prints an a.

Pointer Arithmetic Depends On The Pointed-To Type

  • When doing address arithmetic, the C compiler takes into account how large the pointed-to thing is. So

        int a[10];
        a[1] = 7;

    is translated into

        int a[10];
        *(a + 1) = 7;

    which works the way you'd want even though integers are more than one byte long. The C sizeof operator translates a thing into the number of bytes that it is long, so

        int a[10];
        printf("%d\n", sizeof a[0]);
        printf("%d\n", sizeof a);

    will print 4 and then 40 on most machines. Note that

        int *ap = &a[1];
        printf("%d\n", sizeof ap);
        printf("%d\n", sizeof *ap);

    will print 8 and then 4 on most modern machines: Turns out that addresses on modern machines are 8 bytes (64 bits) long.

Three Kinds Of Storage

  • There's storage on the stack. This is what you get for arrays declared inside a function. The storage will be allocated on the stack when the function is called, and freed from the stack when the function returns.

  • There's storage in global space. This is what you get for arrays declared globally. The storage will be allocated when the program starts, and freed when it exits.

  • There's storage in the "heap". The libraries and operating system will collude to provide memory when you ask for it, and will mark that storage as available for reuse when you give it back.

Managing the Heap With malloc() and free()

  • To get some heap storage, you use the malloc() function. It takes a size in bytes of the storage you want allocated, and returns a pointer to the start of that storage.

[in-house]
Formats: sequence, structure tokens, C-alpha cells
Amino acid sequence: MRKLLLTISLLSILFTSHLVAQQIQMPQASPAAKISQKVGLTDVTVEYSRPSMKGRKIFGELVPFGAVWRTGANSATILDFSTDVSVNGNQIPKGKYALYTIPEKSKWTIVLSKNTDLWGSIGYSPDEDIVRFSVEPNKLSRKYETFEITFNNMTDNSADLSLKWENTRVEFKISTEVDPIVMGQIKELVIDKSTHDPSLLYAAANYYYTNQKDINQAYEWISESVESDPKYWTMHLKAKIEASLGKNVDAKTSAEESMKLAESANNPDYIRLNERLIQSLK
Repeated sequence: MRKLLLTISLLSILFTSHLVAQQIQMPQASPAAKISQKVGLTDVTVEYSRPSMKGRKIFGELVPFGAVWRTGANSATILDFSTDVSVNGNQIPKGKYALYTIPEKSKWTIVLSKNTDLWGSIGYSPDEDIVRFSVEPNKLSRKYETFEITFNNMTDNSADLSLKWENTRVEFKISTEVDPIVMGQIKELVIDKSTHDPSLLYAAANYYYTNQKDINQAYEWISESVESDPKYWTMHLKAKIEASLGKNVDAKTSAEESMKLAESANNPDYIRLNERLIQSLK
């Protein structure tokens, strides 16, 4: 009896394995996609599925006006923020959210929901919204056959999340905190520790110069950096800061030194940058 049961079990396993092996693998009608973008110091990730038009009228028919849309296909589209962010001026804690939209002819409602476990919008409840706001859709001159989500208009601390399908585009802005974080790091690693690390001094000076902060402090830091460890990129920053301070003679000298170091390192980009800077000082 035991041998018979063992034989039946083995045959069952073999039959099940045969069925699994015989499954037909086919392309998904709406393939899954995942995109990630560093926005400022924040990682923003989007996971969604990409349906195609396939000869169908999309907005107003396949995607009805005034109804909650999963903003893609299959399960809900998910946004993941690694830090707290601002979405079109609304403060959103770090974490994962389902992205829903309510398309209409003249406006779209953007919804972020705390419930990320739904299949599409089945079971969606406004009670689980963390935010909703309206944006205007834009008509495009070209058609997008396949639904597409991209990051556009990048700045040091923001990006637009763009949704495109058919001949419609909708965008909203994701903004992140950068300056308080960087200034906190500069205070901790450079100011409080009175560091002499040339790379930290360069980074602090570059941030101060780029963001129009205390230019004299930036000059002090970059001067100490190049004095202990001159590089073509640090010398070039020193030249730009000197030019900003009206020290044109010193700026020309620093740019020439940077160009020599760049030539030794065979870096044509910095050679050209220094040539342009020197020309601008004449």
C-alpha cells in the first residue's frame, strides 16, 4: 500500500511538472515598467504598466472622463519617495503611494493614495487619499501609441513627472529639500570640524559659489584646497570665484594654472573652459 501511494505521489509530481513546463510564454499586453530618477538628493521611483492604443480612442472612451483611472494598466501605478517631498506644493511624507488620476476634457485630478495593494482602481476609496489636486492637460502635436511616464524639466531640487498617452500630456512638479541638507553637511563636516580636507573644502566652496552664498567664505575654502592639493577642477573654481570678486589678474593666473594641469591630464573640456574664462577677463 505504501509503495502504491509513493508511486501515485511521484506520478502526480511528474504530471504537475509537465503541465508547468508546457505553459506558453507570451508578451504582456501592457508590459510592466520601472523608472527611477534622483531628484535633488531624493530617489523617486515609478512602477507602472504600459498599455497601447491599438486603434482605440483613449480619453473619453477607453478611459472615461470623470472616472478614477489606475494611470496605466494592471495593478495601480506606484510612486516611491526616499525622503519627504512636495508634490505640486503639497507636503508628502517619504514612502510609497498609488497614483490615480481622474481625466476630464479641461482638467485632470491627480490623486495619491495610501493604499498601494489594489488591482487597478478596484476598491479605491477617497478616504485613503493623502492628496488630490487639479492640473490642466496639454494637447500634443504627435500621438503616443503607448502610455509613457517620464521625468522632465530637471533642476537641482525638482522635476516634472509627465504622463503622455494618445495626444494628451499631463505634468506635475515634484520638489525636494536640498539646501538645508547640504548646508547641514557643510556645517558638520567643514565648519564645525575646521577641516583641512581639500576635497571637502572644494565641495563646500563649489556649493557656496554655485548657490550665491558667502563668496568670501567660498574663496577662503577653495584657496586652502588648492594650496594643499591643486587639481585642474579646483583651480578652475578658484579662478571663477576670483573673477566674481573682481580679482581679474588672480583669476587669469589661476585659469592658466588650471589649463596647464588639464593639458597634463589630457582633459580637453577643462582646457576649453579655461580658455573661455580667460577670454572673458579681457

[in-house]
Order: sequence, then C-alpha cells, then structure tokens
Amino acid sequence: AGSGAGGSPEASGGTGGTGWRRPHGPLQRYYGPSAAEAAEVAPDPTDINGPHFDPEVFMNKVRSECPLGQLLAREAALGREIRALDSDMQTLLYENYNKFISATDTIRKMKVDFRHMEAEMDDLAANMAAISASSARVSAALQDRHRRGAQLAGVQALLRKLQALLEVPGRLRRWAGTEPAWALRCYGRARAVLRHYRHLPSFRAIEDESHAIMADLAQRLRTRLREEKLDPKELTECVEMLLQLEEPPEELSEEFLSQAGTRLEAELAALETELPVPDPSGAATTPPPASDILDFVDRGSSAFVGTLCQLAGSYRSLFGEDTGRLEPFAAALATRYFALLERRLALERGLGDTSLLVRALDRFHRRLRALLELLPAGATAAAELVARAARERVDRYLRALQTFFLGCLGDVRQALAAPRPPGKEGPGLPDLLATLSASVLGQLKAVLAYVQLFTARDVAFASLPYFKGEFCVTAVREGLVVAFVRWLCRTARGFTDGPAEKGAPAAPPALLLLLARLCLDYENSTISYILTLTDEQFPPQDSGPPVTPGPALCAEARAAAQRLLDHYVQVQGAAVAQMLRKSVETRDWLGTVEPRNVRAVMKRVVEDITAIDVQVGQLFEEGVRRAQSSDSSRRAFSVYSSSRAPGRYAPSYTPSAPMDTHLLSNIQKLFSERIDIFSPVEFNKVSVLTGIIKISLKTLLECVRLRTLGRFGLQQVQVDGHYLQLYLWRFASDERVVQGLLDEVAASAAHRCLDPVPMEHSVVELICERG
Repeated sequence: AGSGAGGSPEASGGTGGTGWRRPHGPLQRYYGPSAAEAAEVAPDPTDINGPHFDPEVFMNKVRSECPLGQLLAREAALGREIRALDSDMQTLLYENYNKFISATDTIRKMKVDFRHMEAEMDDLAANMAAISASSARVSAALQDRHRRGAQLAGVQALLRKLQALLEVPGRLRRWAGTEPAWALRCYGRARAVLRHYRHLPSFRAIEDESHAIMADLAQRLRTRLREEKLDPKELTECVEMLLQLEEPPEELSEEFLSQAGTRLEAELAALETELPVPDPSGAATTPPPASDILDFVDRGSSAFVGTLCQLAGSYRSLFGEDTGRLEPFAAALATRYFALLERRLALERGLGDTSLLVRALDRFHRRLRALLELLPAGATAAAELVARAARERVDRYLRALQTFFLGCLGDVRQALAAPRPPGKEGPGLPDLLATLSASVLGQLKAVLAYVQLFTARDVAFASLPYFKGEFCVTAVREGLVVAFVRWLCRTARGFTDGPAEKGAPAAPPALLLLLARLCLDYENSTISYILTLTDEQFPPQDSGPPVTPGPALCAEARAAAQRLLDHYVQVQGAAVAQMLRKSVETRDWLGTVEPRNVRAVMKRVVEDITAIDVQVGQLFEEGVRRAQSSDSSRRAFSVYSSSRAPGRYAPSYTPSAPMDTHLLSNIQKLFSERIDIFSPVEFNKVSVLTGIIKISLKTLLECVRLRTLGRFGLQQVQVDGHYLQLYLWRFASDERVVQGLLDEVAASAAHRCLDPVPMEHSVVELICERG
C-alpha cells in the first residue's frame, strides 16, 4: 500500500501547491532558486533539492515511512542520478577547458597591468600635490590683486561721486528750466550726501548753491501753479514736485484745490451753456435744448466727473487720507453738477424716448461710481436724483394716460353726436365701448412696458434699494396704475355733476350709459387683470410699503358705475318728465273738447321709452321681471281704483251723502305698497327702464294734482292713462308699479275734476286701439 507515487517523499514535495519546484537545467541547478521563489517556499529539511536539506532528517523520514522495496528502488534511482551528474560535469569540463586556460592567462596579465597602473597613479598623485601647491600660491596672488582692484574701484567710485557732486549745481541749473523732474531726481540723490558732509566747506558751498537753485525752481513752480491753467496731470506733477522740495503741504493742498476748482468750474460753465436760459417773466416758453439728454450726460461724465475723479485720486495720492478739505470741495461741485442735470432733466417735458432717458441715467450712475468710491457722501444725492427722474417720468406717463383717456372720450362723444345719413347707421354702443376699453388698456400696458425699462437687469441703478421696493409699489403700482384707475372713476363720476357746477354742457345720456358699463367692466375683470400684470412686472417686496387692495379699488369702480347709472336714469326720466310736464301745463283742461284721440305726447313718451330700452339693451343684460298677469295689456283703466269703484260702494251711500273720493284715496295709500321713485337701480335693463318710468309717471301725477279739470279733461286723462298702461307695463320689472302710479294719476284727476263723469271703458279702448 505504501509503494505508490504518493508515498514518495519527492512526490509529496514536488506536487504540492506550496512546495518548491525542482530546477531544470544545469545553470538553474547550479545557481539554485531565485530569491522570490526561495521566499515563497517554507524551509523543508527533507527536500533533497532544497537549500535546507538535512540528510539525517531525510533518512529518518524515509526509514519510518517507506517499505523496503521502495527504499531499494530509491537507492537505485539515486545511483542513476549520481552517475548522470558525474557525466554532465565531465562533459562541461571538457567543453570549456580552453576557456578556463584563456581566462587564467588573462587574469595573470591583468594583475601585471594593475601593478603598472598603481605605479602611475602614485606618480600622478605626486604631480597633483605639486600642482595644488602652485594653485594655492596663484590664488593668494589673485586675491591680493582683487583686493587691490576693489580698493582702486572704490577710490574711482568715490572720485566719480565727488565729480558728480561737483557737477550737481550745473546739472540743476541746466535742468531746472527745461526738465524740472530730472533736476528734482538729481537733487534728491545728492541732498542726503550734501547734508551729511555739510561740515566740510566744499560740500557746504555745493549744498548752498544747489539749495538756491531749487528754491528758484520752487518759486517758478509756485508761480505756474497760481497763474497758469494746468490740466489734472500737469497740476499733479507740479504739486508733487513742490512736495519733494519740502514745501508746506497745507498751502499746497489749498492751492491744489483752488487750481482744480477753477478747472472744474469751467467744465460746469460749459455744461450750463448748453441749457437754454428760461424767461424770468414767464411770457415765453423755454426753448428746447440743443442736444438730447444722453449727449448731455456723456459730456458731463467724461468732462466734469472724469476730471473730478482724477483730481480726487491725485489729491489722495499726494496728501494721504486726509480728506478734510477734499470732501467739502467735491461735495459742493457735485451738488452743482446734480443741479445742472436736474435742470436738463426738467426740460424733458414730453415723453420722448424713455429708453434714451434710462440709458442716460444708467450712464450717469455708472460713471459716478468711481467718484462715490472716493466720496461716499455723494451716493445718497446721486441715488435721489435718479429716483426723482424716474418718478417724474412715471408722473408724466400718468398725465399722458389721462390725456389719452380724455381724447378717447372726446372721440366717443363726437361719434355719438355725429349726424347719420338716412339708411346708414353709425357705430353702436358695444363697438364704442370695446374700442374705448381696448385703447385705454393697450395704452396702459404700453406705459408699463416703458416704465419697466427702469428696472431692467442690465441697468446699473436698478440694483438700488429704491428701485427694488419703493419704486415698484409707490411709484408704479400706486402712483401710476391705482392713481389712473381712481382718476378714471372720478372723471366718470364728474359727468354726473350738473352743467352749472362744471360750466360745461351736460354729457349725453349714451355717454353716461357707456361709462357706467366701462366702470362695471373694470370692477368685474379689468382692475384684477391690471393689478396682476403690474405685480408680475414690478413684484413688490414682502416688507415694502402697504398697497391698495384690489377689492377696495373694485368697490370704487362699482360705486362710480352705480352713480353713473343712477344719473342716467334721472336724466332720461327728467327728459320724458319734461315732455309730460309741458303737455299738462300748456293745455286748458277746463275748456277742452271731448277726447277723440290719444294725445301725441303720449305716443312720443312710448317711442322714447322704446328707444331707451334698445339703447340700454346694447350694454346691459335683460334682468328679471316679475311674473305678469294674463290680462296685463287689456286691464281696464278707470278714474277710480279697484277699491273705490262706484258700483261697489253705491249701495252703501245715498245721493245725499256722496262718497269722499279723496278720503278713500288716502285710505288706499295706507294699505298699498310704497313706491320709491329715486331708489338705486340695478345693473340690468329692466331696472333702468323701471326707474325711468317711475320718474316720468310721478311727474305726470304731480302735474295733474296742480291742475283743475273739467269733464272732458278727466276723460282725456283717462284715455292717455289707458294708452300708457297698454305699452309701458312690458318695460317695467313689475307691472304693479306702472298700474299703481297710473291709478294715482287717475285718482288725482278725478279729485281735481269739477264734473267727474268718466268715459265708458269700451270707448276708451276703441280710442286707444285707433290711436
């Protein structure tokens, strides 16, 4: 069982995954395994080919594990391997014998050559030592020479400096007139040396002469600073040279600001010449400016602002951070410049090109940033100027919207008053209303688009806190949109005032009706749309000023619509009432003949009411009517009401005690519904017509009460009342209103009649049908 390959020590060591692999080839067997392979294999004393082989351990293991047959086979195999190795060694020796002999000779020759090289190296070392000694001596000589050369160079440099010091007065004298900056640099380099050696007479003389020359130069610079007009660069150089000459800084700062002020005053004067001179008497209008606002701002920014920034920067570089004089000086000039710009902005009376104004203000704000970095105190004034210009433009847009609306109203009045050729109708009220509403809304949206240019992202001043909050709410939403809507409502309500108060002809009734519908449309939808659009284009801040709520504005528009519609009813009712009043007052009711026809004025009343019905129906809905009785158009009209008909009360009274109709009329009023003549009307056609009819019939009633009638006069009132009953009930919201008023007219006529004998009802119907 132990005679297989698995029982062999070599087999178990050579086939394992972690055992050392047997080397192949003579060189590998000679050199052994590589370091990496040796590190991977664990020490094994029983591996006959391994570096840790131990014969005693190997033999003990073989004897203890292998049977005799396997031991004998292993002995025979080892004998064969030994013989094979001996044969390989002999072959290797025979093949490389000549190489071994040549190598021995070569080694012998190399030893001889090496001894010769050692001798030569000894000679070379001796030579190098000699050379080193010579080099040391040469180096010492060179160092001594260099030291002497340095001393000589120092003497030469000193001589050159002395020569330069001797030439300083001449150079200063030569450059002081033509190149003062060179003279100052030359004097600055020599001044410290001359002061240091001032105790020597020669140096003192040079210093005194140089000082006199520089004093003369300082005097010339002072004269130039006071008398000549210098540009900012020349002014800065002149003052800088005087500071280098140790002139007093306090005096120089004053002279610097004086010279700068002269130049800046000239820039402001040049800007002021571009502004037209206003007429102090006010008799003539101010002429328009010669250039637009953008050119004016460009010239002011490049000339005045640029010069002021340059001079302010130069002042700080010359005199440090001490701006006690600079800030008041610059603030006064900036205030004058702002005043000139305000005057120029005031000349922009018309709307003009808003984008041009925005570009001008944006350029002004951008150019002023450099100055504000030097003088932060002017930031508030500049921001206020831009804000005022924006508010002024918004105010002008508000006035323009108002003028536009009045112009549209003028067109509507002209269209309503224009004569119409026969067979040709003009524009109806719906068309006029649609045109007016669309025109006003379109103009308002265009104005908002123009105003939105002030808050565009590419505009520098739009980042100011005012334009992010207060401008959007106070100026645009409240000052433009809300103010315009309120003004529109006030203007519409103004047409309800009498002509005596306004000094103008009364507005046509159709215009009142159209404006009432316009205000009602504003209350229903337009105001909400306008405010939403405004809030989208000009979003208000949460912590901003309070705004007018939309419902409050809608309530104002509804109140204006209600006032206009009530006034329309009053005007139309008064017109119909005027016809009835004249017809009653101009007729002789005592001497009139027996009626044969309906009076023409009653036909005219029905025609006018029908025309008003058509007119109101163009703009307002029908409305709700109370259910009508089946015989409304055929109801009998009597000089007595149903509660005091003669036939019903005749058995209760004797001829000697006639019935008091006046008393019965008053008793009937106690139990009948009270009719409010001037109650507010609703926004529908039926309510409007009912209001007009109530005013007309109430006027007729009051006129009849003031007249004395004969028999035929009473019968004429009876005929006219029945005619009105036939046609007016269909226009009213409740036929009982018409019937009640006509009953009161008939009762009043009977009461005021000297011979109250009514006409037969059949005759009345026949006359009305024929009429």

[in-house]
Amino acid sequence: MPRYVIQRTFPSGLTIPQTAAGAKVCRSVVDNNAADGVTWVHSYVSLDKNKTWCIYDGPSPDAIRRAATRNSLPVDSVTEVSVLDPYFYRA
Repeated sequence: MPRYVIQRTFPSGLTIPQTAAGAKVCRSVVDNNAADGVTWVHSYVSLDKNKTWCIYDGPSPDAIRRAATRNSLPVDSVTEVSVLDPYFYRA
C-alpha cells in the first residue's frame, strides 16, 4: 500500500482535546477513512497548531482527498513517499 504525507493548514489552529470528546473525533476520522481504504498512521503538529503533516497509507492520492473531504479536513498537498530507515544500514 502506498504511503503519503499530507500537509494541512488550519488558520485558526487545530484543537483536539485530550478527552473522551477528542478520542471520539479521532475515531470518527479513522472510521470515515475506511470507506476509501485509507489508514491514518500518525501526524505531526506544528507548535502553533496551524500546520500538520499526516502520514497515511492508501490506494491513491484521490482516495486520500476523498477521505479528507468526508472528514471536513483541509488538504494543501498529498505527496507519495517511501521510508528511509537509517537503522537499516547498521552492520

• Pointers can be "null". If malloc() doesn't have any space for you, it will return the address 0, which is special. You want to check for this just in case.

          #include <assert.h>
          #include <stdlib.h>
          int main(void) {
              int *dynamic_storage =
                (int *) malloc(10 * sizeof dynamic_storage[0]);
  • The storage returned by malloc() is uninitialized. For arcane reasons, it will usually be a bunch of zero bytes, but you can't count on it.

  • You free heap storage with free(). It takes an argument which is an address previously provided by malloc(), and will free up however much storage it allocated in the first place.

          int main(void) {
              int *dynamic_storage =
                (int *) malloc(10 * sizeof dynamic_storage[0]);
              dynamic_storage[9] = 100;

Managing the Heap With C++ new and delete.

C++ provides a more convenient interface to the heap. Underneath, it still calls malloc() and free(), but since the language keeps track of sizes and things, it's all less error-prone.

        int main(void) {
            int *dynamic_storage = new int[10];
            dynamic_storage[9] = 100;
            delete dynamic_storage;

Common Gotchas

  • Returning a pointer to stack-allocated storage. By the time the function returns the address, the underlying storage will have been released.

          int *f(void) {
              int a[10];
              return a;

    Note that the compiler might not give a warning here, though gcc usually figures out to.

  • Forgetting that malloc() takes bytes in its argument.

          int *a = malloc(10);
  • Freeing storage, then using it later anyway.

  • Not freeing storage; not a big deal unless you keep allocating lots of it. We call continuous allocation without free a "memory leak"; it can be trouble in long-running program.

An Aside: struct

  • In C, we can make a collection of named fields without creating a class with the struct declaration.

          struct pair {
              int x;
              int y;
          struct pair mypairs[10];